• Experience has shown that a very small number of shareholders or renters can sabotage or stall the efforts of the BoD or building owner by disseminating misinformation to other residents, contacting local politicians and generating all sorts of complaints that, at best, tend to delay the submetering process. A well written letter to the NYS Attorney General, Borough President or NYS Assemblyman by a building resident who is opposed to submetering, which is then usually passed on to the PSC for evaluation, will significantly jeopardise the submetering process by causing further delays. This tends to empower those who are opposed to submetering. Why would a resident be opposed? Simply put, 10% of a building’s residents use approximately 25% of the electricity consumed and it is to their economic benefit to have the status quo remain.
  • Politicians and agency personnel are often caught in the middle of trying to satisfy their individual constituents or acting in their best interests. The fact that energy policy is not treated in a bipartisan manner becomes a major barrier
    for conservation.
  • The submetering process which requires PSC approval will take a minimum of six months before actual implementation can begin. This timeline is expanded by an additional three to six months if other agency approvals, such as the NYS Division of Housing and Community Renewal (DHCR) for rent stabilised apartments, are also required. This long timeline works against those who are trying to move these projects forward.
  • The Home Energy Fair Practices Act (HEFPA), as currently interpreted by the PSC, essentially establishes a relationship between tenant and building owner as if the building owner were a utility as far as billing and verification are concerned. Building owners are not able or willing to deal with tenants in this manner, and this process may add considerable administrative costs for the building owner to absorb. Considering that a direct metering solution does not require PSC approval, and transfers all the financial responsibility of billing and collection to the utility, it is no wonder that some buildings owners will choose the direct metering option, even if it means incurring an additional 25% cost for electricity to satisfy their common areas.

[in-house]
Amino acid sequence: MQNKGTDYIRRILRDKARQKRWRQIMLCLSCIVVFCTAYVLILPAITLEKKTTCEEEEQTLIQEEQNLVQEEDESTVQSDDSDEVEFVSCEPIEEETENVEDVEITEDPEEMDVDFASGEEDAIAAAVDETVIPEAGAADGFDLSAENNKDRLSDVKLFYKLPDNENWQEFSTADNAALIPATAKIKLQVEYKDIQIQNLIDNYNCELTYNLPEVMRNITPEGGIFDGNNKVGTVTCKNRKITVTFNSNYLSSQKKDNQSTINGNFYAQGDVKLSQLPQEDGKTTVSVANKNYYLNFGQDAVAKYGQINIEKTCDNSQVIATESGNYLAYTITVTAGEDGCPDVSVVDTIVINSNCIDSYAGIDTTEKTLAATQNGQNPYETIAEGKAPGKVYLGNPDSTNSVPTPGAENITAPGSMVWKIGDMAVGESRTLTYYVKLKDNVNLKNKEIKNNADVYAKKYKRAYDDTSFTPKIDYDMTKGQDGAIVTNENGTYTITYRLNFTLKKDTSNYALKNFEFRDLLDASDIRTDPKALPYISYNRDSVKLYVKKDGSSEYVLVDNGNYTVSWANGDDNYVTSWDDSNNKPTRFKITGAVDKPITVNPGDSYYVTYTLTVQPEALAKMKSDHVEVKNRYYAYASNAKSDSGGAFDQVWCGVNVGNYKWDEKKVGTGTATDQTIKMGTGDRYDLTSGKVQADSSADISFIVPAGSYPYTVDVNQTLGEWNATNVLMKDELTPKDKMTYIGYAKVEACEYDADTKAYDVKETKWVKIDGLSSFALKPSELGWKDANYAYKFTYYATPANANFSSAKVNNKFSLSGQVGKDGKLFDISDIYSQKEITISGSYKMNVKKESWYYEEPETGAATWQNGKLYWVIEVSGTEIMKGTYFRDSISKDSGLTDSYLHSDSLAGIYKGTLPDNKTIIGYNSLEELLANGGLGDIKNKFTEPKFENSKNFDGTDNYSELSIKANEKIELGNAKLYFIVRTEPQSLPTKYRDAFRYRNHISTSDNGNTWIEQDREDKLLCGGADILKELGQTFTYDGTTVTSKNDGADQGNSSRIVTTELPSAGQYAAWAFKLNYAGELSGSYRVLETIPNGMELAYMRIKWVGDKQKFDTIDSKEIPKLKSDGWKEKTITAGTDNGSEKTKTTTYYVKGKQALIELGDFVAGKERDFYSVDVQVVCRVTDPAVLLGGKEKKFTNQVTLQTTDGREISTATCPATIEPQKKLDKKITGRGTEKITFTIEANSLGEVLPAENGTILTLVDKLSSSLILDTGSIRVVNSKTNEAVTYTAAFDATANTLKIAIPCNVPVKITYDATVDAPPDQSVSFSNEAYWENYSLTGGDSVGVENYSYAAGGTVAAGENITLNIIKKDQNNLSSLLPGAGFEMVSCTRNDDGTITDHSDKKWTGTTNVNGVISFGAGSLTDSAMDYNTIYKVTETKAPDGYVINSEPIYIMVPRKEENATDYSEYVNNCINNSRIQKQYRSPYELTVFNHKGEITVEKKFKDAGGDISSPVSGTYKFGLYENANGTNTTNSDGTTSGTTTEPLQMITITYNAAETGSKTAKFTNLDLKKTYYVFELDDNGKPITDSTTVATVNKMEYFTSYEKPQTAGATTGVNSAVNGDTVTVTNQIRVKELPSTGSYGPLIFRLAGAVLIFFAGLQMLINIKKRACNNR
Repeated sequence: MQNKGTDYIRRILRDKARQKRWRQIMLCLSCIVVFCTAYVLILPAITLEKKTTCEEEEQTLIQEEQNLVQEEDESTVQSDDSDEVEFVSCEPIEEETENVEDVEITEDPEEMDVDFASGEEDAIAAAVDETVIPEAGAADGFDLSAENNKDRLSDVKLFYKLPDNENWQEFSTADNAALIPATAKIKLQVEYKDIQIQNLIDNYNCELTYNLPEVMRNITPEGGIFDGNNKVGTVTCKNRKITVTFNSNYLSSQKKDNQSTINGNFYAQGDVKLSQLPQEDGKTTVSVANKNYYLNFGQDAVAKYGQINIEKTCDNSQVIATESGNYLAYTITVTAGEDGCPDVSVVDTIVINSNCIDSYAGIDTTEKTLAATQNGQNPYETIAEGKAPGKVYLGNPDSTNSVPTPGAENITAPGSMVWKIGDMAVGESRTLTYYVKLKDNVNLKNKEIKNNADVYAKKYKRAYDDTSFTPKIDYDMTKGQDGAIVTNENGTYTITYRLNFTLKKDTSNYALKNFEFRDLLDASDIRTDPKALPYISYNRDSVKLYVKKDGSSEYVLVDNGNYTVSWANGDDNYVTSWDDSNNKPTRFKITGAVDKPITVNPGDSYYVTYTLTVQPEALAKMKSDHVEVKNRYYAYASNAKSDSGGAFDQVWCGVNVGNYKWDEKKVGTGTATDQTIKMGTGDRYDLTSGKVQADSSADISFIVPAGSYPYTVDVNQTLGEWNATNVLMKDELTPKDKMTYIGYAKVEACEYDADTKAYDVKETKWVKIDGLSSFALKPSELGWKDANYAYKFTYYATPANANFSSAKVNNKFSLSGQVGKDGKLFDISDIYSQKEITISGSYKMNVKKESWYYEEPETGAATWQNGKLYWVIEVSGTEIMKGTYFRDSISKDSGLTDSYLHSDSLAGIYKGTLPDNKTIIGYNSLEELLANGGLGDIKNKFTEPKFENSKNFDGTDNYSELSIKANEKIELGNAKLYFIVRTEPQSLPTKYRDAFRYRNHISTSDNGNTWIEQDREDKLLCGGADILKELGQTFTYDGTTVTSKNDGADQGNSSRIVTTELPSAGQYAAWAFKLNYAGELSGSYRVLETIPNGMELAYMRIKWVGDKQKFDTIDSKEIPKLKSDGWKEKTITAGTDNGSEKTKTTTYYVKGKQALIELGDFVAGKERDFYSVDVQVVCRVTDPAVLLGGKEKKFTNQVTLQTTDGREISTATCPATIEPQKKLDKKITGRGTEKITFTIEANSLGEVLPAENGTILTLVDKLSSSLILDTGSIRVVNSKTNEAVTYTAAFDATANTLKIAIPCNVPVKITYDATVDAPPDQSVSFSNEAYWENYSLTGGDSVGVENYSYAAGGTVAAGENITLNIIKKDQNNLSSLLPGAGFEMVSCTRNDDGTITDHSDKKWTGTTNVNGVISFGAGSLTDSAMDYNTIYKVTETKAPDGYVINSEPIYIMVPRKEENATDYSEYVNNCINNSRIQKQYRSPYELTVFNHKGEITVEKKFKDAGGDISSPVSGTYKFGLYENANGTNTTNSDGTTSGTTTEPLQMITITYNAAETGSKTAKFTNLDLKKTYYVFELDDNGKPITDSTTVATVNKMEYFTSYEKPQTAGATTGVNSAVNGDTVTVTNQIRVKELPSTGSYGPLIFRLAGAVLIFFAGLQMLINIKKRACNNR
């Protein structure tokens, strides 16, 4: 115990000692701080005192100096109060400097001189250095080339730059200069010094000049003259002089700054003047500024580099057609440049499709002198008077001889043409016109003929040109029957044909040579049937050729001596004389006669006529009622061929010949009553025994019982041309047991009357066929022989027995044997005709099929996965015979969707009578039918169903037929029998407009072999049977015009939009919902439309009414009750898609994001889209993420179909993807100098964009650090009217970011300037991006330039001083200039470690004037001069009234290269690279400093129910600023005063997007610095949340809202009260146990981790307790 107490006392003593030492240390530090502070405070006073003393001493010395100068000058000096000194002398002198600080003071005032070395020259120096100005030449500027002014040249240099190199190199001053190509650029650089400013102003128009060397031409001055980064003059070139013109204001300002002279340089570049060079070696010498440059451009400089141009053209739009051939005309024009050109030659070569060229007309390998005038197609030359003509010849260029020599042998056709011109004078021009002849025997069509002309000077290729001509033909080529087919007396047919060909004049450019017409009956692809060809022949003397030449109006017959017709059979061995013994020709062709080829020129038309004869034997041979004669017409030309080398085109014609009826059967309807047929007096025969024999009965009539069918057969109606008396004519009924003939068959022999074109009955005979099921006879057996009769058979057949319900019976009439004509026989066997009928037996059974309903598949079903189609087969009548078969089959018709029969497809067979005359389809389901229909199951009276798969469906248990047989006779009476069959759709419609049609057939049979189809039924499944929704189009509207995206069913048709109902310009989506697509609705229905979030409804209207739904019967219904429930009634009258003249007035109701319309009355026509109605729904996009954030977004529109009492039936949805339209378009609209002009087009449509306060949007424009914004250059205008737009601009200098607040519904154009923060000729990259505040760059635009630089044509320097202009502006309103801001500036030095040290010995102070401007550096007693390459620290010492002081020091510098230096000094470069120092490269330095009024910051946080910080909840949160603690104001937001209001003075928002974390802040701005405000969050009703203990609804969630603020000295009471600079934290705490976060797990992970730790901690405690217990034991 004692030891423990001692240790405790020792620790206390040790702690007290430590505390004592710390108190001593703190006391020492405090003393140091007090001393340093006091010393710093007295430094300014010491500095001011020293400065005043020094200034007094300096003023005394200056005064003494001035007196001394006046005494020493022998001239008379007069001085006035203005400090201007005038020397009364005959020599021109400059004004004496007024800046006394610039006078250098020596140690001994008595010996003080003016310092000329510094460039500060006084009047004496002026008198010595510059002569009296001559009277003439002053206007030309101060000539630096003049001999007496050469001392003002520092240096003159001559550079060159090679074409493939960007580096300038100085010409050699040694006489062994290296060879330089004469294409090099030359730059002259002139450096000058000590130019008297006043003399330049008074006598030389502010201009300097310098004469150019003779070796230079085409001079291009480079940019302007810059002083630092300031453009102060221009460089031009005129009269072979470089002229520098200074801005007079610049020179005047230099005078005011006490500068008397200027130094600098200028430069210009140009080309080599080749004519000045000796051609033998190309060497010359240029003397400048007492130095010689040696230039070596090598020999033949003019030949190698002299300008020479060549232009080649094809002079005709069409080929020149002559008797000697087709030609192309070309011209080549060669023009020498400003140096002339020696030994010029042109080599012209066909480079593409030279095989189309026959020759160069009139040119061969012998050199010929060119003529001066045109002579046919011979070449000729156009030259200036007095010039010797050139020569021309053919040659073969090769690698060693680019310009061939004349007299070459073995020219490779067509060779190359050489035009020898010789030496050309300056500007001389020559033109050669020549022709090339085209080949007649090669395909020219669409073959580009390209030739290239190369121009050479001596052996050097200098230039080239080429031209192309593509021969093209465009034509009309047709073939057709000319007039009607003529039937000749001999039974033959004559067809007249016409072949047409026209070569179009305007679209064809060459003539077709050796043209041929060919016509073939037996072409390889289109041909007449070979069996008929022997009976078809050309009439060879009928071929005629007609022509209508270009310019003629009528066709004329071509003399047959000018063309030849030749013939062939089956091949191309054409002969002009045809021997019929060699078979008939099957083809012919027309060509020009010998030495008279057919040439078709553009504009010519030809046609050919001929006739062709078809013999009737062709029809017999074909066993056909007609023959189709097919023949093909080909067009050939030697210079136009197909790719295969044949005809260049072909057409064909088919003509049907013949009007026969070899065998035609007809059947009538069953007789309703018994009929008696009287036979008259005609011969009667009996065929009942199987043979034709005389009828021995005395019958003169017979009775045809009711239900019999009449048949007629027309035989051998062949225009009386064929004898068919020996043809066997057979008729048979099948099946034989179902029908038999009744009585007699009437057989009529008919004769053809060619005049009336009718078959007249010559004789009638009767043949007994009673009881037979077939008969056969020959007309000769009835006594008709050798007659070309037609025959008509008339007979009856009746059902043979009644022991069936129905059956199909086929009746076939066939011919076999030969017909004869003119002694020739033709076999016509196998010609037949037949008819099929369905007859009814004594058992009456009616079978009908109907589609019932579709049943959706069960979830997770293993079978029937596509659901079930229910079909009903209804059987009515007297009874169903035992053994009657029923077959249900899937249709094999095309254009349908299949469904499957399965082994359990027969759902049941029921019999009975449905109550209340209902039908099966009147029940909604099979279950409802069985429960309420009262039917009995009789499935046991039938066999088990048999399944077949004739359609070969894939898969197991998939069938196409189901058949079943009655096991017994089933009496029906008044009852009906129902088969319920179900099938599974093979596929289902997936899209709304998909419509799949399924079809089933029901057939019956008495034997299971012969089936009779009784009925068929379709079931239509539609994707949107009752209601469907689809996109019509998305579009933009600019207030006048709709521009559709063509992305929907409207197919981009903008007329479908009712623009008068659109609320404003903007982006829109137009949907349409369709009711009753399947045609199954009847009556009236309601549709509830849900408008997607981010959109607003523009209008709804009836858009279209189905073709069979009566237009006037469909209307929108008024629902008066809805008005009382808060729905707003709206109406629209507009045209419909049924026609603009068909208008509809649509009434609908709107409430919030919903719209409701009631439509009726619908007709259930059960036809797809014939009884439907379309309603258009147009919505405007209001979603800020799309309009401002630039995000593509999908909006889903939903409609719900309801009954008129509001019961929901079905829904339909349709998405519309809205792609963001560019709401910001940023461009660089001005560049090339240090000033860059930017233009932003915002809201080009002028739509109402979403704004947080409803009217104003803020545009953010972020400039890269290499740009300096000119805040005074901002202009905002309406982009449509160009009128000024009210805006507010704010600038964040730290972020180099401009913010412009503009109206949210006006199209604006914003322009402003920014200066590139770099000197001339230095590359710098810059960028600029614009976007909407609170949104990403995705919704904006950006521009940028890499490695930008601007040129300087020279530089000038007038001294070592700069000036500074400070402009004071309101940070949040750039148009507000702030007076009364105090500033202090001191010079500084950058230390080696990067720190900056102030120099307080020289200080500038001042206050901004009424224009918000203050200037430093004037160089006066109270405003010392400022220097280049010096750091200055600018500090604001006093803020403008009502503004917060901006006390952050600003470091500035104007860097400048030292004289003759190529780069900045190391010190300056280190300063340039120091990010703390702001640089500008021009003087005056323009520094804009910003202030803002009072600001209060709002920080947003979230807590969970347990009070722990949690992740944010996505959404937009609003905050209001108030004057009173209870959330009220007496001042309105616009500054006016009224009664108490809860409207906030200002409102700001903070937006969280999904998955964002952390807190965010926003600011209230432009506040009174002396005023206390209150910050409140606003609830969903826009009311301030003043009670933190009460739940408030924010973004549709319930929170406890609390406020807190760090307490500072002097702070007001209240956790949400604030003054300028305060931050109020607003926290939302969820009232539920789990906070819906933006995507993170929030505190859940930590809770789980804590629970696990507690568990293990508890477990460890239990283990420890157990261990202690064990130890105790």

Figure 1 - Direct metered residential building can only supply electricity to common area as generated on-site

New York State legislatures must recognise that in order to decrease the state’s electrical demand, they must act to remove as many of the obstacles to implementation of submetering as possible. A simple solution is to mandate that all master metered buildings implement submetering, which was one of the recom-mendations offered by a panel of experts asked to study the barriers to submetering imple-mentation in 1996. This ruling would take considerable pressure off building owners, BoDs and politicians, as the matter would be taken out of their hands. A good initial step in improving the process at this time would be to minimise the role of the PSC.

Figure 2 - Submetered residential building can supply electricity to both apartments and common area as generated on-site

While submetering technology has moved forward at an impressive pace, many of the regulatory barriers which were identified by NYSERDA years ago continue to impede the submetering process.